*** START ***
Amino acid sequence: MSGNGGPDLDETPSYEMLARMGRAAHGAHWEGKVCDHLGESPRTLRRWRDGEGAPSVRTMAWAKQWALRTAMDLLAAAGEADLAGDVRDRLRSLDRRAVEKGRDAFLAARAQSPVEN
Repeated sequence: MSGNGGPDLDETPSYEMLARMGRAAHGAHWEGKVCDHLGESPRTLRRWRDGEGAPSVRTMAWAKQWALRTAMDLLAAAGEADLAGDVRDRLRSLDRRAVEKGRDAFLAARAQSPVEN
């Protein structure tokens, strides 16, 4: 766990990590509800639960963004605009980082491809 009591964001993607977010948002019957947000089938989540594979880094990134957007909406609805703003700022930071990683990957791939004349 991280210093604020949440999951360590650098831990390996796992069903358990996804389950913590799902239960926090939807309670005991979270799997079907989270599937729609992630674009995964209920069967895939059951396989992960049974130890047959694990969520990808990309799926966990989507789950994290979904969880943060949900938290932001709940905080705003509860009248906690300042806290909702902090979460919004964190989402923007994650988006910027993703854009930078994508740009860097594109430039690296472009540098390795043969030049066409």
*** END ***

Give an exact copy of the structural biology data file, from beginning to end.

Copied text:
Amino acid sequence: MSGNGGPDLDETPSYEMLARMGRAAHGAHWEGKVCDHLGESPRTLRRWRDGEGAPSVRTMAWAKQWALRTAMDLLAAAGEADLAGDVRDRLRSLDRRAVEKGRDAFLAARAQSPVEN
Repeated sequence: MSGNGGPDLDETPSYEMLARMGRAAHGAHWEGKVCDHLGESPRTLRRWRDGEGAPSVRTMAWAKQWALRTAMDLLAAAGEADLAGDVRDRLRSLDRRAVEKGRDAFLAARAQSPVEN
């Protein structure tokens, strides 16, 4: 766990990590509800639960963004605009980082491809 009591964001993607977010948002019957947000089938989540594979880094990134957007909406609805703003700022930071990683990957791939004349 991280210093604020949440999951360590650098831990390996796992069903358990996804389950913590799902239960926090939807309670005991979270799997079907989270599937729609992630674009995964209920069967895939059951396989992960049974130890047959694990969520990808990309799926966990989507789950994290979904969880943060949900938290932001709940905080705003509860009248906690300042806290909702902090979460919004964190989402923007994650988006910027993703854009930078994508740009860097594109430039690296472009540098390795043969030049066409």